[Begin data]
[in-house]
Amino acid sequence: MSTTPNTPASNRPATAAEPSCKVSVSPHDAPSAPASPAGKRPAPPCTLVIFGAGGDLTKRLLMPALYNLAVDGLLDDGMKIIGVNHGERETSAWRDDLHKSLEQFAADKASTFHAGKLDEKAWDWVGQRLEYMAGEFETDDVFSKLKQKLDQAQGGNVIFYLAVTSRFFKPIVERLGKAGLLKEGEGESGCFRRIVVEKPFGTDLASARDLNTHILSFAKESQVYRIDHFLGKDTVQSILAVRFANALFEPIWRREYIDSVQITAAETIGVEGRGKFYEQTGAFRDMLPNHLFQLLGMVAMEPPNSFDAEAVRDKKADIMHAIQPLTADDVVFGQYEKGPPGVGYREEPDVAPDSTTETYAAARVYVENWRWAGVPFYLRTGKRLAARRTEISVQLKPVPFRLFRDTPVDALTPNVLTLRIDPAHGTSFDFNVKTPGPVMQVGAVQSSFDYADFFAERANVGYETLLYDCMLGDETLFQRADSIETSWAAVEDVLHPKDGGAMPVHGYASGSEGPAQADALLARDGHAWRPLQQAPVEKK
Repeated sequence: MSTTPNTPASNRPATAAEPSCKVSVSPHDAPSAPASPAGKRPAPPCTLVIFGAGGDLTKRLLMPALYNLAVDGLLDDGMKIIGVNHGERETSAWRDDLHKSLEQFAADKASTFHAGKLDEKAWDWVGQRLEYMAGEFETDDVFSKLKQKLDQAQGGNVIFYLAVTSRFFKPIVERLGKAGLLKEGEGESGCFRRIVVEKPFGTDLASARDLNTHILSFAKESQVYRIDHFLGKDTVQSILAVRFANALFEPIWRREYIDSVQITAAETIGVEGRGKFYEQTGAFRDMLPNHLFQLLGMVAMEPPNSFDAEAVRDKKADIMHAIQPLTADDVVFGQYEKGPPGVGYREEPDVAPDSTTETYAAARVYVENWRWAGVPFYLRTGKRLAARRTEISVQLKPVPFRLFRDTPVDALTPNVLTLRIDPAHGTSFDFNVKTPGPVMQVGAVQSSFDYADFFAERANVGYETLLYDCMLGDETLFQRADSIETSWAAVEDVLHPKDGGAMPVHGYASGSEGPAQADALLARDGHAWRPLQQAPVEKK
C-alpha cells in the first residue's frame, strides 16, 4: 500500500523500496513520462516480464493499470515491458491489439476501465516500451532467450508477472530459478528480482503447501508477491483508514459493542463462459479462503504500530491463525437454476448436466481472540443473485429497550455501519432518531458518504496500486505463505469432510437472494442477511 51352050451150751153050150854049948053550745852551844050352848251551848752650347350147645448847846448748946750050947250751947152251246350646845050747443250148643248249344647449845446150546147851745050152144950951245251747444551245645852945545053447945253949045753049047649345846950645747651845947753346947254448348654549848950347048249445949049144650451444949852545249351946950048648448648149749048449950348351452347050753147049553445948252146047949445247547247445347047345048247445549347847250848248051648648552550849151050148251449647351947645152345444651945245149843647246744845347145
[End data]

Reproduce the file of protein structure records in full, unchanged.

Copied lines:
[in-house]
Amino acid sequence: MSTTPNTPASNRPATAAEPSCKVSVSPHDAPSAPASPAGKRPAPPCTLVIFGAGGDLTKRLLMPALYNLAVDGLLDDGMKIIGVNHGERETSAWRDDLHKSLEQFAADKASTFHAGKLDEKAWDWVGQRLEYMAGEFETDDVFSKLKQKLDQAQGGNVIFYLAVTSRFFKPIVERLGKAGLLKEGEGESGCFRRIVVEKPFGTDLASARDLNTHILSFAKESQVYRIDHFLGKDTVQSILAVRFANALFEPIWRREYIDSVQITAAETIGVEGRGKFYEQTGAFRDMLPNHLFQLLGMVAMEPPNSFDAEAVRDKKADIMHAIQPLTADDVVFGQYEKGPPGVGYREEPDVAPDSTTETYAAARVYVENWRWAGVPFYLRTGKRLAARRTEISVQLKPVPFRLFRDTPVDALTPNVLTLRIDPAHGTSFDFNVKTPGPVMQVGAVQSSFDYADFFAERANVGYETLLYDCMLGDETLFQRADSIETSWAAVEDVLHPKDGGAMPVHGYASGSEGPAQADALLARDGHAWRPLQQAPVEKK
Repeated sequence: MSTTPNTPASNRPATAAEPSCKVSVSPHDAPSAPASPAGKRPAPPCTLVIFGAGGDLTKRLLMPALYNLAVDGLLDDGMKIIGVNHGERETSAWRDDLHKSLEQFAADKASTFHAGKLDEKAWDWVGQRLEYMAGEFETDDVFSKLKQKLDQAQGGNVIFYLAVTSRFFKPIVERLGKAGLLKEGEGESGCFRRIVVEKPFGTDLASARDLNTHILSFAKESQVYRIDHFLGKDTVQSILAVRFANALFEPIWRREYIDSVQITAAETIGVEGRGKFYEQTGAFRDMLPNHLFQLLGMVAMEPPNSFDAEAVRDKKADIMHAIQPLTADDVVFGQYEKGPPGVGYREEPDVAPDSTTETYAAARVYVENWRWAGVPFYLRTGKRLAARRTEISVQLKPVPFRLFRDTPVDALTPNVLTLRIDPAHGTSFDFNVKTPGPVMQVGAVQSSFDYADFFAERANVGYETLLYDCMLGDETLFQRADSIETSWAAVEDVLHPKDGGAMPVHGYASGSEGPAQADALLARDGHAWRPLQQAPVEKK
C-alpha cells in the first residue's frame, strides 16, 4: 500500500523500496513520462516480464493499470515491458491489439476501465516500451532467450508477472530459478528480482503447501508477491483508514459493542463462459479462503504500530491463525437454476448436466481472540443473485429497550455501519432518531458518504496500486505463505469432510437472494442477511 51352050451150751153050150854049948053550745852551844050352848251551848752650347350147645448847846448748946750050947250751947152251246350646845050747443250148643248249344647449845446150546147851745050152144950951245251747444551245645852945545053447945253949045753049047649345846950645747651845947753346947254448348654549848950347048249445949049144650451444949852545249351946950048648448648149749048449950348351452347050753147049553445948252146047949445247547247445347047345048247445549347847250848248051648648552550849151050148251449647351947645152345444651945245149843647246744845347145